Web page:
Q&A with Helen Norton | Clearing up the First Amendment | Questions and Answers | #itsecurity | #infosec | #cybersecurity | #infosecurity | #hacker


  • Helen Norton is a professor and the Ira C. Rothgerber, Jr. Chair in Constitutional Law at the University of Colorado Law School.
  • She was deputy attorney general for civil rights at the U.S. Department of Justice during the Clinton administration. 
  • Norton was the leader of the Obama transition team’s review of the Equal Employment Opportunity Commission in 2008.
  • Her academic interests include constitutional law, civil rights and employment discrimination.

Colorado Politics: In all of your time spent teaching and writing about the First Amendment, what is the biggest misperception that people have about what it does or does not do?

Helen Norton: Many folks don’t realize that the First Amendment (along with the rest of the Bill of Rights) prohibits only the government — not anybody else — from unjustifiably interfering with speech or other protected rights. So, for example, if you work for a private company or a nonprofit or some other nongovernmental employer, and if that employer fires you for your speech, the First Amendment does not apply.

Your speech may or may not be protected from your employer’s punishment by statutory or common law depending on the circumstances — but the First Amendment itself provides no protection.

CP: You wrote about lies told during or about elections — and this was before the last presidential election, I should say. Interestingly, you said that sometimes the First Amendment protects these lies and other times, it doesn’t. Can you help me understand what kinds of lies (or liars) are constitutionally problematic, and why?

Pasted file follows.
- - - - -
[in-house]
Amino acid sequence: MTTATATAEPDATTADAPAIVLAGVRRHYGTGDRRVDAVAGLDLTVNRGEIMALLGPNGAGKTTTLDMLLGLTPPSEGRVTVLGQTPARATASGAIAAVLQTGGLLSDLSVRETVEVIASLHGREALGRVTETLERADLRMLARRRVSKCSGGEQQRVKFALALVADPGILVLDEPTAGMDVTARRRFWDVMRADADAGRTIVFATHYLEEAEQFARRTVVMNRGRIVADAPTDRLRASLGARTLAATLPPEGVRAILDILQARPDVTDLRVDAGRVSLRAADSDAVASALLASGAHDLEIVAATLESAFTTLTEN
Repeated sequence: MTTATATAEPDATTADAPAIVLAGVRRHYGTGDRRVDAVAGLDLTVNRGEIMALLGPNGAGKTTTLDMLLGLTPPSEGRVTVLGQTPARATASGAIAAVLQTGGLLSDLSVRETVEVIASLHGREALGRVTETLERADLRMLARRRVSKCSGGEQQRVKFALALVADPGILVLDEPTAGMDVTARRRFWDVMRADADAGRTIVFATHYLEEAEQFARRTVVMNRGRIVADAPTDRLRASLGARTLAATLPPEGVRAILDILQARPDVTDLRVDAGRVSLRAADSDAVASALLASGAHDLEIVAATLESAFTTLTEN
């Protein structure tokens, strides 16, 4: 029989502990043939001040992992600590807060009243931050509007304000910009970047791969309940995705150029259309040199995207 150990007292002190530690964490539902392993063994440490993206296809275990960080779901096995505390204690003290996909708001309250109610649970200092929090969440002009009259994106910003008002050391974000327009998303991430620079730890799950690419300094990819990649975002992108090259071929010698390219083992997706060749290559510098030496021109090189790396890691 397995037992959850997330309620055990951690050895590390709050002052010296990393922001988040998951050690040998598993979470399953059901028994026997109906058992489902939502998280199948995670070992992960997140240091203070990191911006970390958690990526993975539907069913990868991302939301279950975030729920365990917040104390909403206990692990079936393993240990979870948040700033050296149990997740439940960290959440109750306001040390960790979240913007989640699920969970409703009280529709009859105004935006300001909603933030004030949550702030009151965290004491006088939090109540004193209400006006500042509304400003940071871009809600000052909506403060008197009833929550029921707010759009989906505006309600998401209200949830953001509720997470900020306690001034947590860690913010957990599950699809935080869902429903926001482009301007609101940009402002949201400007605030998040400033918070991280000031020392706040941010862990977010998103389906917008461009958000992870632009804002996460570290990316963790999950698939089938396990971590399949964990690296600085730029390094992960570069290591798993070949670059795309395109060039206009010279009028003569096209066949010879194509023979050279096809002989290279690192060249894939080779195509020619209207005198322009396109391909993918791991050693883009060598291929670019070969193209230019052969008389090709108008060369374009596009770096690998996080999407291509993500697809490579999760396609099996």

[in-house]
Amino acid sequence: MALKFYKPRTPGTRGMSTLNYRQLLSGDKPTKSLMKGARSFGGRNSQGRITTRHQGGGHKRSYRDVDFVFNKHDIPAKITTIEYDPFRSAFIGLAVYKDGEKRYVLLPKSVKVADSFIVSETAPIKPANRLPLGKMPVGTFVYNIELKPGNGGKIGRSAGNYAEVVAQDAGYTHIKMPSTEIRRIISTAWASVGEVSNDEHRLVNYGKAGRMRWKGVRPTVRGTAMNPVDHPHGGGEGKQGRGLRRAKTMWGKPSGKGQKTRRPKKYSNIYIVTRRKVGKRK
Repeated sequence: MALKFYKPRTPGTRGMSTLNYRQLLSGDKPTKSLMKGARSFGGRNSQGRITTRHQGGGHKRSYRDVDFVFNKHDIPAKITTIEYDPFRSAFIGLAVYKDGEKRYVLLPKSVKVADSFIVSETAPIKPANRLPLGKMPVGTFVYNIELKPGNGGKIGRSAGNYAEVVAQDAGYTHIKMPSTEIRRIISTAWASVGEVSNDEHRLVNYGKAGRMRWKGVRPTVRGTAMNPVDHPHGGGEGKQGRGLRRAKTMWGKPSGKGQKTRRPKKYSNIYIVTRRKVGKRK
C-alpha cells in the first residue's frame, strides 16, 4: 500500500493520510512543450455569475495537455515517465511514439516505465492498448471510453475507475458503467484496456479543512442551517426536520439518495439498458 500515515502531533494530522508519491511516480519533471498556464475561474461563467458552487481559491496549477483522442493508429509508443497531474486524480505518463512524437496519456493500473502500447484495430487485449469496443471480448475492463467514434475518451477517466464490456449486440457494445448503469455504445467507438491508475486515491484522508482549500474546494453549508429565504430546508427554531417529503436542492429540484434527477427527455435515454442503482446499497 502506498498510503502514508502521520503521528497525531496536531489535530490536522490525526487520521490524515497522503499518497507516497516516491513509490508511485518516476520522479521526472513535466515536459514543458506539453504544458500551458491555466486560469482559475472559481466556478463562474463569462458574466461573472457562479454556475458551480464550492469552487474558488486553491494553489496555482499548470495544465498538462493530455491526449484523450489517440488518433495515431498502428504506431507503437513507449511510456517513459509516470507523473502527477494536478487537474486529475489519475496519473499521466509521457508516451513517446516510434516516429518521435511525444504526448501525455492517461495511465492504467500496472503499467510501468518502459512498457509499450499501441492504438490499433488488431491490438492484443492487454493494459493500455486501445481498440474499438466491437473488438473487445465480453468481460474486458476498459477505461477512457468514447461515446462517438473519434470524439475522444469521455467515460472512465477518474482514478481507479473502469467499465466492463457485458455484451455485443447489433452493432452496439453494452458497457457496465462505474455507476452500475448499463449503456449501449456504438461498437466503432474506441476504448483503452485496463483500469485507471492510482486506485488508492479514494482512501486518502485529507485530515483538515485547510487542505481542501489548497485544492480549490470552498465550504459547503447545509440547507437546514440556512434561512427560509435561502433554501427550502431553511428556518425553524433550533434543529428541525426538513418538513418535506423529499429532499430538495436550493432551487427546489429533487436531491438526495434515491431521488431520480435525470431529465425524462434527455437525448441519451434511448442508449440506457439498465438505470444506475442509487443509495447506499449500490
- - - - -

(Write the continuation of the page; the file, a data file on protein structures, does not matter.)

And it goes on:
Norton: To be sure, it’s complicated. First, some lies may deserve First Amendment protection because they can be valuable. Think, for example, of lies to protect privacy or lies to comfort the sick or frightened. And, second, sometimes the government’s regulation of lies threatens to chill valuable speech in violation of the First Amendment. In other words, some government regulations over-deter speech by punishing, for example, accidental falsehoods in ways that make folks reluctant to speak at all on certain important topics.

A third First Amendment concern about the government’s regulation of lies has to do with the very real potential for government overreach. This was the thrust of the Supreme Court’s decision in United States v. Alvarez, which involved a First Amendment challenge to a federal law that criminalized lies about receiving certain military honors (like the Congressional Medal of Honor). 

There a divided Court held that the law violated the First Amendment — voting to strike down the law based on its concerns about the government’s overreaching, concerns that focus less on whether and when speech is valuable, but instead on how the government is too often scary or clumsy.  

So in Alvarez, a majority of the Court agreed that the First Amendment protects harmless lies. At the same time, all nine justices agreed that the First Amendment does not protect certain harmful lies — only to disagree about whether intentional lies about receiving military honors are harmful.

CP: Again, you published your essay in 2018, but you quoted Donald Trump’s statements that he won the 2016 popular vote if you didn’t count “illegal” votes. You wrote, “If such lies lead to legal changes that effectively disenfranchise certain voters, they threaten especially pernicious harms.” After the 2020 election, we did, in fact, see Republican-led states introduce restrictive voting laws at the same time Trump complained about election fraud.